This much is certain — people love tinkering with their Crosman airguns, and Dennis Quackenbush has provided the means to do that for over a decade and a half. This may not be the only game in town, but it’s certainly one of the very best.


The Quackenbush .25-caliber conversion is a neat way to customize your Crosman 2240.


Quackenbush .25 pistol: Part 1

by B.B. Pelletier

Test data and photos by Earl “Mac” McDonald

Back in the 1990s, Dennis Quackenbush made a nice part of his living by modifying single-shot pistols from Crosman. In those days, there weren’t as many places to buy aftermarket parts, and Crosman didn’t have a custom shop. In fact, when Dennis and I were seated with Crosman’s CEO at an NRA Airgun Breakfast at the 2001 NRA Annual Meetings and Exhibits in Kansas City, Missouri, we introduced ourselves and he asked both of us what we did. Dennis told him that he made his living modifying Crosman single-shot pistols. “You sell them (the SSP 250) for $39 and I modify them for $125. I can’t keep up with all the work!”

To say the man was stunned is an understatement. I don’t think he believed Dennis, because he restated what Dennis had said, “You mean people pay you $125 to modify a gun that sells for $39?” You could hear the disbelief in his voice.

That man didn’t remain at the reins much longer. And his replacement, Ken D’Arcy, instituted the Crosman Custom Shop a few years after he stepped in. But that did not diminish the number of aftermarket places that modify Crosman airguns and make parts for owners to install. If anything, the number of places increased, though I would not say that it was in response to the Crosman Custom Shop starting up. But it was and still is a direct result of the openness of the Crosman Corporation toward their customers, by providing parts and information that support their guns.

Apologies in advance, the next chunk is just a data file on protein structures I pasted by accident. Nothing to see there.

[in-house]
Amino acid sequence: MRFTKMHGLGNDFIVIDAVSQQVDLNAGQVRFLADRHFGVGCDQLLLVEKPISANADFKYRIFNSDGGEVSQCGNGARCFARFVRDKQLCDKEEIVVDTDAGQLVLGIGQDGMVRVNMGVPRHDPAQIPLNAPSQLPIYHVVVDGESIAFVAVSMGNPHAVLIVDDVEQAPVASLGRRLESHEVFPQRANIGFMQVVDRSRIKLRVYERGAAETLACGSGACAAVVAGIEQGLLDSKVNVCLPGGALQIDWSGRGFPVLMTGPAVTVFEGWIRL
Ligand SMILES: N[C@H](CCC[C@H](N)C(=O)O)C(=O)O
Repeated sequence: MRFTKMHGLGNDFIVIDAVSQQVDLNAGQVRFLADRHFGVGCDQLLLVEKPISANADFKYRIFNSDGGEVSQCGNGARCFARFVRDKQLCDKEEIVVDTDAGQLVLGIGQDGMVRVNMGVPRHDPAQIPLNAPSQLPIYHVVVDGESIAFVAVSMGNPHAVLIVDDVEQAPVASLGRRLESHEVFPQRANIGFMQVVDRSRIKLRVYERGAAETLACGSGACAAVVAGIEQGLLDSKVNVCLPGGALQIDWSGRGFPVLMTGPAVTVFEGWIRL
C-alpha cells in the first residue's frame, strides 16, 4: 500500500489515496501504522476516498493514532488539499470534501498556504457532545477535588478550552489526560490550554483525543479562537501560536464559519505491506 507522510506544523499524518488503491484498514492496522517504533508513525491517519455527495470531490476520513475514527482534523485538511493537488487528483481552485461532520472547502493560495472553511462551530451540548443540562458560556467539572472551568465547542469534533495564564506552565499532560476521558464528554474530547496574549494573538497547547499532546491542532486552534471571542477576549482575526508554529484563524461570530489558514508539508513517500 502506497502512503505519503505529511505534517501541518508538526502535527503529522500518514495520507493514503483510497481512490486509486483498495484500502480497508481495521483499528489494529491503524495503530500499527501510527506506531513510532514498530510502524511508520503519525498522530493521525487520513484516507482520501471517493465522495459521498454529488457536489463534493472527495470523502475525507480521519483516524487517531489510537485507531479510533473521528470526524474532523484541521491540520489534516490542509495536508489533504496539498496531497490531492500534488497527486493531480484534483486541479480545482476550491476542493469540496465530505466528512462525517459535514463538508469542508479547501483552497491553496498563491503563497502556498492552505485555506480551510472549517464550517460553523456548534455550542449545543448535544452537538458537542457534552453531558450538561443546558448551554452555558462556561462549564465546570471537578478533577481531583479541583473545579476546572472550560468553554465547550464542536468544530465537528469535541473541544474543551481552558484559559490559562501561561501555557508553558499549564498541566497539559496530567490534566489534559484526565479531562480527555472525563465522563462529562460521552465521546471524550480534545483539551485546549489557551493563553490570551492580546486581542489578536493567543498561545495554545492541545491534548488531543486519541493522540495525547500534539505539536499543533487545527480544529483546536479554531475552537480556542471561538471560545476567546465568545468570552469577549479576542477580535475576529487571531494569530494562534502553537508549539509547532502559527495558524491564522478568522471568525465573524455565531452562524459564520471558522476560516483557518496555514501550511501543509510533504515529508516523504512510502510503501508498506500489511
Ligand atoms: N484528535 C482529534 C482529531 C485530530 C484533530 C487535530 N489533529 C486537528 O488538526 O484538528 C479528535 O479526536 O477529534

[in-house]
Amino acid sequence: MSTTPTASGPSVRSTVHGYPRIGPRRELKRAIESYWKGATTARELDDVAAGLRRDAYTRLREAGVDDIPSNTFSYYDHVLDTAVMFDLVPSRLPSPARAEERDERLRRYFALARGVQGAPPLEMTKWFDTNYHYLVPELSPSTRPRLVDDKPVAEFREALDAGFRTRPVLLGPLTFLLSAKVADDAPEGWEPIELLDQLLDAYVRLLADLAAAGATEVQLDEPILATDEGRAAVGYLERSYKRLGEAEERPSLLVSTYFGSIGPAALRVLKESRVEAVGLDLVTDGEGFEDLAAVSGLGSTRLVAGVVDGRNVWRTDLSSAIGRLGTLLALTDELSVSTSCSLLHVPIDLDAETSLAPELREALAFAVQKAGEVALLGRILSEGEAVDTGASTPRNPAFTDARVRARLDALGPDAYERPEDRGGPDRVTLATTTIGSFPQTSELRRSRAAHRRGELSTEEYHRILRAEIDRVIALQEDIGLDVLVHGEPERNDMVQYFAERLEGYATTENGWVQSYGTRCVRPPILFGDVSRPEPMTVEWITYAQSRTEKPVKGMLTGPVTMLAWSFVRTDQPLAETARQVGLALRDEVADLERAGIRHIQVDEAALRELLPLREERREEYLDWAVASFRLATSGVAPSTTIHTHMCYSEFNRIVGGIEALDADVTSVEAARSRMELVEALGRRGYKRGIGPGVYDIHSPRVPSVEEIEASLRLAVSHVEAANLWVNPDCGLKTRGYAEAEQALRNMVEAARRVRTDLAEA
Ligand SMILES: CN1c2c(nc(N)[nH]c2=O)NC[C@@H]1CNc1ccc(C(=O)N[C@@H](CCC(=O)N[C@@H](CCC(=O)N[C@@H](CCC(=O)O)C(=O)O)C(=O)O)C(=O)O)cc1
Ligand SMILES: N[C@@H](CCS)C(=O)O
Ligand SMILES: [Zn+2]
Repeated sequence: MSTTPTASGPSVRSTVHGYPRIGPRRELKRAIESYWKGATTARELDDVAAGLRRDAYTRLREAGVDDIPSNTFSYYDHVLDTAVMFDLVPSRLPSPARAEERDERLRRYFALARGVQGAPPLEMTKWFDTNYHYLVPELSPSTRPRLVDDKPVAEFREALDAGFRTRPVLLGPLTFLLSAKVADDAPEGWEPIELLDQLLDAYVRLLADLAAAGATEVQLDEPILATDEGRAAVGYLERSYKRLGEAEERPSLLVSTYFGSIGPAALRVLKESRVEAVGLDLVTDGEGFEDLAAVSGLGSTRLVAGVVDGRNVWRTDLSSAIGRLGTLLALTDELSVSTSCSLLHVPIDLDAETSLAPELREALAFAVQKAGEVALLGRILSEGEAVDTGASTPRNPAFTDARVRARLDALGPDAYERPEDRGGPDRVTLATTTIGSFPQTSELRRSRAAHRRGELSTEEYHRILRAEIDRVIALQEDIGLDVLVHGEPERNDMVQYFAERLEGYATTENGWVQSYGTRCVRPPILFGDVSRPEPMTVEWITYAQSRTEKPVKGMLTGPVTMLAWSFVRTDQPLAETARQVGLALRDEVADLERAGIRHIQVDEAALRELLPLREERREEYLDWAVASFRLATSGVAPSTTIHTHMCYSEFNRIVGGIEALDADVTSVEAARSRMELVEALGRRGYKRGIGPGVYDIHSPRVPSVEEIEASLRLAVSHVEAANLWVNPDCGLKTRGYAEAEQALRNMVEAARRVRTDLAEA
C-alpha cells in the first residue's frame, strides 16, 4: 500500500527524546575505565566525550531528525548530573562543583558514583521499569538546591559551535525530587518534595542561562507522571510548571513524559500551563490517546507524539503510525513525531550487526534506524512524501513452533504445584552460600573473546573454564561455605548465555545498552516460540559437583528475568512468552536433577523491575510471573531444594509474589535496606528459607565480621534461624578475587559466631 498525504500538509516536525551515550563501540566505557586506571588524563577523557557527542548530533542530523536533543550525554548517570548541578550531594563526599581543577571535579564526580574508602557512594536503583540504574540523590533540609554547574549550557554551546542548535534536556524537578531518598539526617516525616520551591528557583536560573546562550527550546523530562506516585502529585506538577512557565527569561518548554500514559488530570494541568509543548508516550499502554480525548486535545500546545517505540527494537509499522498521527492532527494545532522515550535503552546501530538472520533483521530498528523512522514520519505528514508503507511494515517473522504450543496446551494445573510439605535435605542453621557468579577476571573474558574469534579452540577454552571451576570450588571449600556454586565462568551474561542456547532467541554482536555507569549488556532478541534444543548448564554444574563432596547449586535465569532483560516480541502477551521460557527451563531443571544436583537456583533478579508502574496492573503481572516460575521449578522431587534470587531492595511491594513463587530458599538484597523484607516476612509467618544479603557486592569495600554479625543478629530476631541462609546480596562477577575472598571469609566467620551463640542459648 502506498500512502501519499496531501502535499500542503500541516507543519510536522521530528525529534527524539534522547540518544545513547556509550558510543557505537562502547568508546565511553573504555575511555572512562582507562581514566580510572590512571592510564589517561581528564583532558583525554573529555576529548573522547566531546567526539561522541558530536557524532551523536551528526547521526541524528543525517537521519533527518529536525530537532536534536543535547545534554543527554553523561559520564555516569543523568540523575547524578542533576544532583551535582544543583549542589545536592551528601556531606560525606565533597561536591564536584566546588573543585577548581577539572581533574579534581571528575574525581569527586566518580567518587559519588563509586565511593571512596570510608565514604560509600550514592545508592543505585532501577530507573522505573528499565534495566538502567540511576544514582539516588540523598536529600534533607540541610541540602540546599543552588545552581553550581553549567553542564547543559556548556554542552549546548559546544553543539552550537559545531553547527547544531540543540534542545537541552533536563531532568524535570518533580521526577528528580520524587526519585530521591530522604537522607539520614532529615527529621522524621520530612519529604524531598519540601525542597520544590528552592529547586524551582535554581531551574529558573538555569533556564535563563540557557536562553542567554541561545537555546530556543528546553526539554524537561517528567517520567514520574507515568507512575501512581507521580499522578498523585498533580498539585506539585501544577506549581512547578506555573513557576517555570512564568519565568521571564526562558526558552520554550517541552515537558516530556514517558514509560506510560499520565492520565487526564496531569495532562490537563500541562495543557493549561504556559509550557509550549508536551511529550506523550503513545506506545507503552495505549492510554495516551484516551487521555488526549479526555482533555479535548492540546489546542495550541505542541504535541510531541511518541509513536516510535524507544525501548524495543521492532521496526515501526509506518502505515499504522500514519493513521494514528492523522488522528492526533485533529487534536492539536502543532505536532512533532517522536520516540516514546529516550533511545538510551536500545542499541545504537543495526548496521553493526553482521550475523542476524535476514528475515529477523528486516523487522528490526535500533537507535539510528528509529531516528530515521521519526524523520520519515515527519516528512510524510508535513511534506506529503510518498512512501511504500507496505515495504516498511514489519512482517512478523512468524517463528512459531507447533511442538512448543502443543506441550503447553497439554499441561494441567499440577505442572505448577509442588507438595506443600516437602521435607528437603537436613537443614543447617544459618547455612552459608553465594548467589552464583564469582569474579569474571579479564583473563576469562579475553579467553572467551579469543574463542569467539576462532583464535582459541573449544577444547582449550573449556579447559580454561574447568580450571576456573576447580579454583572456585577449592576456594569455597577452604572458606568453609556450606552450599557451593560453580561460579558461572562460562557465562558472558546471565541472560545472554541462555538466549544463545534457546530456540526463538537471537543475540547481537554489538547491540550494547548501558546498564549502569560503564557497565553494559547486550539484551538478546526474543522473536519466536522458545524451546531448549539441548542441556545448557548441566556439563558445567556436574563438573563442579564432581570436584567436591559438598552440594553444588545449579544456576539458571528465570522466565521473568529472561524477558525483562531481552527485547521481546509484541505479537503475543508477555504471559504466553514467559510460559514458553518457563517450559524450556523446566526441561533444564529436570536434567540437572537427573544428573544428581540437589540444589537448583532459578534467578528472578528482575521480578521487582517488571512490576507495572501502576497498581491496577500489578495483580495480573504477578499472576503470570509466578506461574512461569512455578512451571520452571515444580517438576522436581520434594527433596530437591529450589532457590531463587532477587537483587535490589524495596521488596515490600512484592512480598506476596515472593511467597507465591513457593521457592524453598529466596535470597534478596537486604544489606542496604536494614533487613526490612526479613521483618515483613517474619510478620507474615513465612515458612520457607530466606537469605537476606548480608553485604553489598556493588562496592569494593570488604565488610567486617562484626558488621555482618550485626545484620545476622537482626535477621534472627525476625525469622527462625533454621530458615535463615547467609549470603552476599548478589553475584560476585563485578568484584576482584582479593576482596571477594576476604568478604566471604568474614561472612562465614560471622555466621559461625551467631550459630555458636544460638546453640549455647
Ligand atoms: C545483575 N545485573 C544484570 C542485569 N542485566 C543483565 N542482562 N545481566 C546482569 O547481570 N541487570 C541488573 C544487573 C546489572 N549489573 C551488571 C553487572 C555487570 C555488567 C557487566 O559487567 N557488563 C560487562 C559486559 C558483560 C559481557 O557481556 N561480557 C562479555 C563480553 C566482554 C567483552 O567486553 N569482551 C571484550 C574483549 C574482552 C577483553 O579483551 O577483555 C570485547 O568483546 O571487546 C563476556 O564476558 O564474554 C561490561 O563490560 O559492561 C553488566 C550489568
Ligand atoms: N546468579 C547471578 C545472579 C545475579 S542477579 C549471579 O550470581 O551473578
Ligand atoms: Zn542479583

For several years, one of the most popular modifications Dennis made was a steel breech for the Crosman 2240 single-shot pistol. Not only is it stronger and more rigid, it also allows for the installation of a scope — something that most home tinkerers will want to do. And Dennis switched the bolt handle to the left side for right-handed shooters, because they want to continue to hold onto the pistol while they load it. People who don’t shoot these pistols don’t understand that desire, but it only take 15 minutes with one and you understand completely. That one change may have been his greatest contribution, because it showed everyone what a little thought can do to enhance the operation of an inexpensive airgun!

Many of the handguns Dennis built on Crosman frames are righteous thumpers, with power levels far beyond anything Crosman ever envisioned. Dennis has made several guns on this 2240 frame that achieved 100 foot-pounds of energy at the muzzle, and I’ve personally witnessed one that produced 300 foot-pounds. So, like the modern AR, there’s no limit to what you can do with one of these flexible air pistols.

But in this report, we’re going to look at something a little closer to the original gun. It’s a .25-caliber pistol that has the steel receiver from Dennis and a 10.5-inch barrel that he rifled. In terms of power, it’s been left pretty close to original; so it gets a decent number of shots. Because of the large caliber, they don’t go very fast.